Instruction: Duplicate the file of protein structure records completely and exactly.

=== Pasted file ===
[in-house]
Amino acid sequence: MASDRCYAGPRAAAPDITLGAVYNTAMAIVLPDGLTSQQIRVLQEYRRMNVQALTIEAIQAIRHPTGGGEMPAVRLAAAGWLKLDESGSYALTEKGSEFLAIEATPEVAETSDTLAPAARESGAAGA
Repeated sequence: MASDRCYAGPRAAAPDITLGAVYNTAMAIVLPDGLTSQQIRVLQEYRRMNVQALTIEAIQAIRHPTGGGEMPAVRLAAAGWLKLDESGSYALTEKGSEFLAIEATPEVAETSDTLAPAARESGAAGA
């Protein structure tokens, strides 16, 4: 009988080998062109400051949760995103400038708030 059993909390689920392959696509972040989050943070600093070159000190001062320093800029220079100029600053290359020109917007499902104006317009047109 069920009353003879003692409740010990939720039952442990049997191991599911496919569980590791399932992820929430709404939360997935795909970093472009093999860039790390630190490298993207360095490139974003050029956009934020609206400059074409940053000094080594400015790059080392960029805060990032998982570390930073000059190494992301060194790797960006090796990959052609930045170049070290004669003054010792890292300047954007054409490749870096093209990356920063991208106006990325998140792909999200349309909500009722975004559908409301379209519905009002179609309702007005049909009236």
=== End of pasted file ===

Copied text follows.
[in-house]
Amino acid sequence: MASDRCYAGPRAAAPDITLGAVYNTAMAIVLPDGLTSQQIRVLQEYRRMNVQALTIEAIQAIRHPTGGGEMPAVRLAAAGWLKLDESGSYALTEKGSEFLAIEATPEVAETSDTLAPAARESGAAGA
Repeated sequence: MASDRCYAGPRAAAPDITLGAVYNTAMAIVLPDGLTSQQIRVLQEYRRMNVQALTIEAIQAIRHPTGGGEMPAVRLAAAGWLKLDESGSYALTEKGSEFLAIEATPEVAETSDTLAPAARESGAAGA
């Protein structure tokens, strides 16, 4: 009988080998062109400051949760995103400038708030 059993909390689920392959696509972040989050943070600093070159000190001062320093800029220079100029600053290359020109917007499902104006317009047109 069920009353003879003692409740010990939720039952442990049997191991599911496919569980590791399932992820929430709404939360997935795909970093472009093999860039790390630190490298993207360095490139974003050029956009934020609206400059074409940053000094080594400015790059080392960029805060990032998982570390930073000059190494992301060194790797960006090796990959052609930045170049070290004669003054010792890292300047954007054409490749870096093209990356920063991208106006990325998140792909999200349309909500009722975004559908409301379209519905009002179609309702007005049909009236």